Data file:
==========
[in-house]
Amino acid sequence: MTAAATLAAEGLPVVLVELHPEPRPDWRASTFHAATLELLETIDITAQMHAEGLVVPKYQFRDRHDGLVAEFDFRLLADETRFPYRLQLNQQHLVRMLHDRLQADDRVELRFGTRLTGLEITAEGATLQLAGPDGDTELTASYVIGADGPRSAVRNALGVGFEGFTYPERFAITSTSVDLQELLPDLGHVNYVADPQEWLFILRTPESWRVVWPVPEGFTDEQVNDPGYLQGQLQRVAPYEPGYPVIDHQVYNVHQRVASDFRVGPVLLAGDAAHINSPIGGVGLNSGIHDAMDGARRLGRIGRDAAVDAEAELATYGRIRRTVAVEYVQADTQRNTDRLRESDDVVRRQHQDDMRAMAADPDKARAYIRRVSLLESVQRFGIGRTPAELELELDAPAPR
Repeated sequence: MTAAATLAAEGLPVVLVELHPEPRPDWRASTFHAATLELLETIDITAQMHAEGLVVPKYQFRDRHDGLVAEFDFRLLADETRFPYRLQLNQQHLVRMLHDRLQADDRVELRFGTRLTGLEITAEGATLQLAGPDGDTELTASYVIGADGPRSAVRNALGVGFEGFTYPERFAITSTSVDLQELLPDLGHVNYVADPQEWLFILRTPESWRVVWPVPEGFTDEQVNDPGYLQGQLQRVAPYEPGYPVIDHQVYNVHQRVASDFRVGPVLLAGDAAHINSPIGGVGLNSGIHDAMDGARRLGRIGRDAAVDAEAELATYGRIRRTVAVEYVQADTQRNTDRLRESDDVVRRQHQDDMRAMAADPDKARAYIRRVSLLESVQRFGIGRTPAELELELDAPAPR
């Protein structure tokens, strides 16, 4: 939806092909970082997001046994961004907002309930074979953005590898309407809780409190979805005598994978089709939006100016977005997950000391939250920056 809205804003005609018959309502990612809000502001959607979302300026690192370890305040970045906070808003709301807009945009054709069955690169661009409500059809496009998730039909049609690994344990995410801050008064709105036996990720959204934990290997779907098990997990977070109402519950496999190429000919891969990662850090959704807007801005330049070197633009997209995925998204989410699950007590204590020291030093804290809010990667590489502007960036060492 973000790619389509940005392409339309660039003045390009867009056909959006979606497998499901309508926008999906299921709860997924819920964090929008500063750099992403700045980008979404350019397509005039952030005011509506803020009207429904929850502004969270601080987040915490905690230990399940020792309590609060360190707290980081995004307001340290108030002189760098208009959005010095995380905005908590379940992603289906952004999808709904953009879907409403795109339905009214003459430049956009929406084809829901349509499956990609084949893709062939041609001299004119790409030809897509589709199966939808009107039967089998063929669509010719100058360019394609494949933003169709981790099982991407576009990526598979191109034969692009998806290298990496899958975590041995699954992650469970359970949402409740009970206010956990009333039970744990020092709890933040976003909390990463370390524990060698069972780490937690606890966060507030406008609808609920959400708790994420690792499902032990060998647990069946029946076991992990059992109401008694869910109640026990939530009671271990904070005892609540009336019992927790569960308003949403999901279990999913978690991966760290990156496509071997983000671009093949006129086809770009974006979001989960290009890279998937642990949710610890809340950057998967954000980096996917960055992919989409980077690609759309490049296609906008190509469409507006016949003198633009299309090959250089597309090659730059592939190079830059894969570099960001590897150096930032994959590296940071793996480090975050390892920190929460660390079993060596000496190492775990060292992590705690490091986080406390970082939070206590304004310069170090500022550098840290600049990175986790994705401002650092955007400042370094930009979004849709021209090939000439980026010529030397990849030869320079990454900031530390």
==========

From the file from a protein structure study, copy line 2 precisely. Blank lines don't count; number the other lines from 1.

Amino acid sequence: MTAAATLAAEGLPVVLVELHPEPRPDWRASTFHAATLELLETIDITAQMHAEGLVVPKYQFRDRHDGLVAEFDFRLLADETRFPYRLQLNQQHLVRMLHDRLQADDRVELRFGTRLTGLEITAEGATLQLAGPDGDTELTASYVIGADGPRSAVRNALGVGFEGFTYPERFAITSTSVDLQELLPDLGHVNYVADPQEWLFILRTPESWRVVWPVPEGFTDEQVNDPGYLQGQLQRVAPYEPGYPVIDHQVYNVHQRVASDFRVGPVLLAGDAAHINSPIGGVGLNSGIHDAMDGARRLGRIGRDAAVDAEAELATYGRIRRTVAVEYVQADTQRNTDRLRESDDVVRRQHQDDMRAMAADPDKARAYIRRVSLLESVQRFGIGRTPAELELELDAPAPR